Here’s a great overview of the JVM memory model (for all of Sun’s JVMs, including the latest changes). I find it intensely interesting that he brushes over what, for me, is the most complicated part of any web application tuning–testing. He outlines a process for initially sizing the various compartments of the JVM heap (for versions 1.4 and below), and then says: ‘The [resizing] process continues by “testing and tweaking” until things look good.’

Wow. Talk about waving your hands. I did some testing of a web application a few months ago, but when I presented the results, I was very clear that they were guidelines only. I didn’t have the resources or ingenuity to replicate the behavior of real users on real clients. A few years ago, I was part of a project that ran aground on this same rock, costing the company I was working for plenty of money. Using software to imitate user behavior is hard. A short list of the differences between software and users:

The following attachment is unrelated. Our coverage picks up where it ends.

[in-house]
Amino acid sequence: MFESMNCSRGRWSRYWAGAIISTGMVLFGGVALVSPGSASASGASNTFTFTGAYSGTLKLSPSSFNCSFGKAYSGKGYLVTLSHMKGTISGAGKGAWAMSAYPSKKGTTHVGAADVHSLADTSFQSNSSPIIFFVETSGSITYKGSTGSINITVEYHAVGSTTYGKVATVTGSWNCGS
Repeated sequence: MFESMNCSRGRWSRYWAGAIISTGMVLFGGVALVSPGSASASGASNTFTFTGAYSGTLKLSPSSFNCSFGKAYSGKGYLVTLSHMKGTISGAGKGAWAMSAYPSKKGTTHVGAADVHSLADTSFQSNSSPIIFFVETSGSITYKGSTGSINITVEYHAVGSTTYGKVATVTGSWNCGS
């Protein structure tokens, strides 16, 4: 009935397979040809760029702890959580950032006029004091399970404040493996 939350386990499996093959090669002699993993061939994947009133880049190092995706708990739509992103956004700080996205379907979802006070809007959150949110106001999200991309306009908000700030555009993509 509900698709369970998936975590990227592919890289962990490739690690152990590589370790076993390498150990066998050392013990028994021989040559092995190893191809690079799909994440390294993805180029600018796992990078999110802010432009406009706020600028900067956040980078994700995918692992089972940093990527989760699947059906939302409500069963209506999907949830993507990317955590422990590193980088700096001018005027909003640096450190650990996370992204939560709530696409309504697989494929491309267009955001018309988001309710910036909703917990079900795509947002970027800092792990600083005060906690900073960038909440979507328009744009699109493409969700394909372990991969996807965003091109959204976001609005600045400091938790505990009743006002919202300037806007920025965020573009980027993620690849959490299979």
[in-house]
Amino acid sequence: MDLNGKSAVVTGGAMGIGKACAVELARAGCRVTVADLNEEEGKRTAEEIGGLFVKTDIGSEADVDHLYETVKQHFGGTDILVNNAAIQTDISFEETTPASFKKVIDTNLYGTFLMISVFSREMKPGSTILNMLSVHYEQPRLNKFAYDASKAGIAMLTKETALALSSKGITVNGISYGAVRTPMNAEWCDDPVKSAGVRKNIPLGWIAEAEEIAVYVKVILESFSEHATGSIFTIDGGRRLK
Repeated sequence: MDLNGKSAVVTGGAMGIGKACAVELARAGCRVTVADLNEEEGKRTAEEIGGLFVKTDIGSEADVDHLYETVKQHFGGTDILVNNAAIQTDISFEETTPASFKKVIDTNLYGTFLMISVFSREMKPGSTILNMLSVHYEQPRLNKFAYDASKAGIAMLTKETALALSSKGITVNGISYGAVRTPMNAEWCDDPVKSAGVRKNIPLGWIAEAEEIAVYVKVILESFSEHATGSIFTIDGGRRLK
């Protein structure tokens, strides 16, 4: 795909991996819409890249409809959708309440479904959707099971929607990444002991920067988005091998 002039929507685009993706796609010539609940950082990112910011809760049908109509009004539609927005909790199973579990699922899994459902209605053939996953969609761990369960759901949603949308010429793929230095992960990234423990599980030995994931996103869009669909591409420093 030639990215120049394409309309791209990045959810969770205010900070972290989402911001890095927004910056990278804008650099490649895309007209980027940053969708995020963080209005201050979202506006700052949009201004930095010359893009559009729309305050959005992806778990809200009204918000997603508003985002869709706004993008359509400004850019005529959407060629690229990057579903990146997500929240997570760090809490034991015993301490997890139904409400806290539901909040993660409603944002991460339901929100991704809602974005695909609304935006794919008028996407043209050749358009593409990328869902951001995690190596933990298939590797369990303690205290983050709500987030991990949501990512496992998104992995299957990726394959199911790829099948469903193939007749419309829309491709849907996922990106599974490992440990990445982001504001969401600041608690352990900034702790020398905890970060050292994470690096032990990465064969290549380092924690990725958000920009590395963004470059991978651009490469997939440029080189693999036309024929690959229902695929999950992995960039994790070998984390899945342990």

1. Users get distracted–by popups, their kids, etc. Software, not so much.
2. Users are connecting via a variety of methods, with a wide range of quality levels–modems, broadband.
3. Users don’t use applications in the way developers intended. The testing software, on the other hand, is programmed by developers, who naturally have it use the application in the way they intended

The adaptive memory model for the next JDK (wow, now it’s J2SE 5–Sun pulled another Solaris reversioning trick) that the author outlines might make the “tweaking” portion of his hand waving, err, I mean tuning, easier but leaves the “testing” as difficult as ever.

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